Xplore Space Kids and Families’ Hub

Thur 22 - Sun 25 September | 59 Marygate

creative activities offered (11am–4pm). Artists Katie Chappell and Chloe Smith will be leading Cinekid Festival Amsterdam’s Best European Animation Competition Best European Animation Competition that consists of three compilations of animated works without dialogue for different ages (4+, 6+, 8+).

Cinekid programme 4+ | 45

Little Auk and the Golden Fish | Dimitri Mitselos | 2 Deux Amis | Natalia Chernysheva | 4 Pawo The Mods | Antonio Padovan | 3 Parrot Away | Uri Kranot | 6 Wildlife Crossing The Red Herring | Leevi Lemmetty | 6 Looks | Susann Hoffmann | 3

Cinekid programme 6+ | 57

| Marc Riba and Anna Solanas | 5 Ghost Hour The Present | Jacob Frey | 4 Slatki snovi The Captain, the Pilot and the Singer | Øyvind Tangseth | 7 Rosso Papavero | Martin Smatana | 5 Three Fools | Snobar Avani and Peter Hausner | 6

Cinekid programme 8+ | 64

Supported by

Woolen Cogwheels Tik-tak | Ülo Pikkov | 9 Baby-box | Katariina Lillqvist | 9 Dream | Yunlu Chen | 4 O canto dos 4 caminhos | Nuno Amorim | 12 | Standa Sekela | 9 | George Alexander and Cesar Pelizer | 2 | Dmitri Voloshin | 5



Young Filmmakers’ Award Screening Sun 25 September | 12.45pm | The Maltings Theatre & Cinema

Filmmakers’ Award (14 years and under) and The Chris Anderson Award (15-19 years old). The Chris Anderson Award is supported by Chrissie Anderson and Paul W.S. Anderson, director of Resident Evil and Alien vs. Predator.

Killer Party World Premiere A girl is at a social that turns out to be less than thrilling. As she kills time in the bathroom her mind begins to wander, imagining a party to die for. But is it all in her imagination…


Daniel Actor/script: Stuart Actor/sound/script/make up: Ezzie Actor/script: Finlay Actor/director/camera/make up /script: Abi Actor/sound/script: Bob Actor/sound/edit/script/camera: Lewis Actor/script: Ami Actor/script: Caitlyn Sound/actor/script/lighting: Kian Actor/make up/script: Alicia Filmmaking Mentors & Production Support Magenta Sharp Merrick Thomson Rehana Zaman




Jennifer Busaing, Marc Gutierrez, Charlene Maningding, Rachael Stone UK | 2016 | 3 Is life better seen through our own eyes or through a frame? Do we prefer the ‘real world’ or the manipulated and more highly saturated world of


Roisin Kennan, Sophie Gregan, Lewis Pasola UK | 2015 | 7

part of The Factory; Tyneside Cinema’s digital arts programme for young people.

and found himself lost in a drastically unfamiliar country. He tells of his escape, the various barriers he has encountered throughout his life and his plans for a more hopeful future. Northern Stars



Maddie Frost, Flora Colton, Iona McCall UK | 2015 | 4

Rapunzel is a fairy tale about the love between a young prince and a girl with long, blond hair that conquered all of the Witch’s evil intentions. Borders present a stop-motion animated version of the Grimm’s fairy tale Rapunzel created by young people in the Scottish Borders.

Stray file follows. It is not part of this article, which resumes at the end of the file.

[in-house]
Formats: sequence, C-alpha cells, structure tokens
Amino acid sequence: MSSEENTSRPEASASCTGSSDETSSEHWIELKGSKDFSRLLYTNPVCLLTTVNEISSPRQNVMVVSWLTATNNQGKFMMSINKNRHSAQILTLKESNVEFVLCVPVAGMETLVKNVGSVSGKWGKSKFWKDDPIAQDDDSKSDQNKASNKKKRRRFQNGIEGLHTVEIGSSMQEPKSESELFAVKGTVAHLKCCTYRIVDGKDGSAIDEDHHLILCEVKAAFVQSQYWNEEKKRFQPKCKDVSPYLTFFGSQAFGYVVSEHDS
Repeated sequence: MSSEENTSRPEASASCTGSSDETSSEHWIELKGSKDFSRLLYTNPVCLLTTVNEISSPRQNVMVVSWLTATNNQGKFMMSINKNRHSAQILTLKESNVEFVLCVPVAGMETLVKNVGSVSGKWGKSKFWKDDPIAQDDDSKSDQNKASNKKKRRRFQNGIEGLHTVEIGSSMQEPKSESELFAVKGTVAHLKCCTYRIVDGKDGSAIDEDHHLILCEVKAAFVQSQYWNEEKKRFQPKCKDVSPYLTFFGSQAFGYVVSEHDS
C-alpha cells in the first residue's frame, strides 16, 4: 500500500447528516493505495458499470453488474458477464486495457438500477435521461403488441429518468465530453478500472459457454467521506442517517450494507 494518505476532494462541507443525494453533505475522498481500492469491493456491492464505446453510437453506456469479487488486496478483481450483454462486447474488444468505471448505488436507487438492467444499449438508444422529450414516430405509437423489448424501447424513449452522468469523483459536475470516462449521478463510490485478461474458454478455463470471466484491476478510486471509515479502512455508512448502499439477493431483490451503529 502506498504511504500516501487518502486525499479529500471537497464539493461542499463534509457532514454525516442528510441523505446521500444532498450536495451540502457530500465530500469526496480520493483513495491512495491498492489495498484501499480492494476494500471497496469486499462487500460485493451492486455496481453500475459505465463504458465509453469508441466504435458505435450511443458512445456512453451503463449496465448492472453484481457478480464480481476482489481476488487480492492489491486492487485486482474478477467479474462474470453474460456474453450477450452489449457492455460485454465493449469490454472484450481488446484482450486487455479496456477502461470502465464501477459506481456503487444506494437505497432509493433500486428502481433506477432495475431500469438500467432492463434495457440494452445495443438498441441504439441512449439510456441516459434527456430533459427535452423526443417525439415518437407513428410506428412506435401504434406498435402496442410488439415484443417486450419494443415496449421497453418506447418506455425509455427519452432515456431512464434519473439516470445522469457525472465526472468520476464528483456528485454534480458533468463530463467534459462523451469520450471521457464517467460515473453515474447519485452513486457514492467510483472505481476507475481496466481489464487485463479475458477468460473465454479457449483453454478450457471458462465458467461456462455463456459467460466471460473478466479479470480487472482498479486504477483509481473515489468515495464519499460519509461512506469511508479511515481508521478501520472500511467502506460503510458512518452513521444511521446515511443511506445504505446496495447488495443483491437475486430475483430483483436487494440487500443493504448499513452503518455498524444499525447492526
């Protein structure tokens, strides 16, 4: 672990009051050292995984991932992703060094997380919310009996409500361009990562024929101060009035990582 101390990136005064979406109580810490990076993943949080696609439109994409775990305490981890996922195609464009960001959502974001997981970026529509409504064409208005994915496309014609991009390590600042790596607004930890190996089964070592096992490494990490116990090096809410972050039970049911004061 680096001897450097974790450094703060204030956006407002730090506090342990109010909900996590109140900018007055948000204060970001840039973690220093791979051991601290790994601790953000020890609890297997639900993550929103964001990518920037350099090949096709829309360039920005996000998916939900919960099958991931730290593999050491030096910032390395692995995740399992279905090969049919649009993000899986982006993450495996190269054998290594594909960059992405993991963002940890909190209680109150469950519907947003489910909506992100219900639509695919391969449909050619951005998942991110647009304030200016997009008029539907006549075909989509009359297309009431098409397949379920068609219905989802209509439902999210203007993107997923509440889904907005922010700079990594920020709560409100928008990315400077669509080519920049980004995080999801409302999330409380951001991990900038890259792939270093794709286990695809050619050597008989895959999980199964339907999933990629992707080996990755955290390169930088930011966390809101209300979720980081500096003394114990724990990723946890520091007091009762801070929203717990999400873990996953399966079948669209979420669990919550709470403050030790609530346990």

Movements and Moments Emily Victoria Allen UK | 2016 | 6

Movements and Moments exploring the pure simplicity of slowing down and speeding up our natural movements. In our fastpaced world, we take moments for granted and rarely savior the little things in life. Our perception of a moment is displayed by a young girl awaking from a long sleep through dancing. Visually it can be described as Sleeping Beauty meets the ballet, with Francesca Woodman.

CHAOS: Children Having Anxiety Over Services

Charlie, Dan, Ellen, Jacob, Michael, Mikail, Lucy, Tom UK | 2016 | 9 An animation depicting the true stories of children and young people’s experiences of mental health bringing young people and adults together to change how services are designed and to make sure young people get the help they need to manage their mental health better. Helix Arts

Izzy Gale, Stephanie Cartledge, Jessica Hawkins UK | 2016 | 8 A girl who goes through many hardships and loneliness throughout her childhood, creates a friend to decrease the levels of unhappiness and continues to imagine that friend even when she manages to make new, real friends as she grows up. However when one of those friends tells her that her childhood friend isn’t real, reality starts to settle in. Around 51 million people suffer from schizophrenia and many more are neglected.

The Malody Chronicle Lily Mae Kroese UK | 2016 | 10 Inspired by the opening tracks from Barry Hyde, the former lead singer of the Futureheads, who was in turn inspired by his battles with bipolar disorder, Malody tells the story of love lost and regained. Featuring cut out stop-motion animation and 3D motion graphics, Malody is directed animated and edited by Lily Kroese, alumni of the 2015 BFI Animation Camp.

The Pirate Thief James Crombie, Hannah Dowswell, Adam Fay, Louis Huckle, Adam Rutherford, Matthew Theoh UK | 2016 | 5 Captain Victoria Mango and her crew set sail for treasure. To get her hands on it she must get past the eccentric Lord William Spoonful and his madcap friends, including the mysterious Hasselhoff the bear... Beacon Hill Arts. Young Filmmakers Awards selected by Amaya Bañuelos Marco YOUNG FILMAKERS’S AWARD SCREENING




INDEX Films, Exhibitions & Events by Title All the Cities of the North

Persuasion - Lucy Parker 71


April and the Extraordinary World - Christian Desmares and Franck Ekinci 12

Please Choose the Best Answer - Sorayos Prapapan 72

Big Ware - Philip Trevelyan 16

Proad Luak Kumtob Tee Touk Tong - Sorayos Prapapan 72

A Boy Needs a Friend - Steve Reinke 23

Le sang d’un poète - Jean Cocteau 49

Avril et le monde truqué - Christian Desmares and Franck Ekinci 12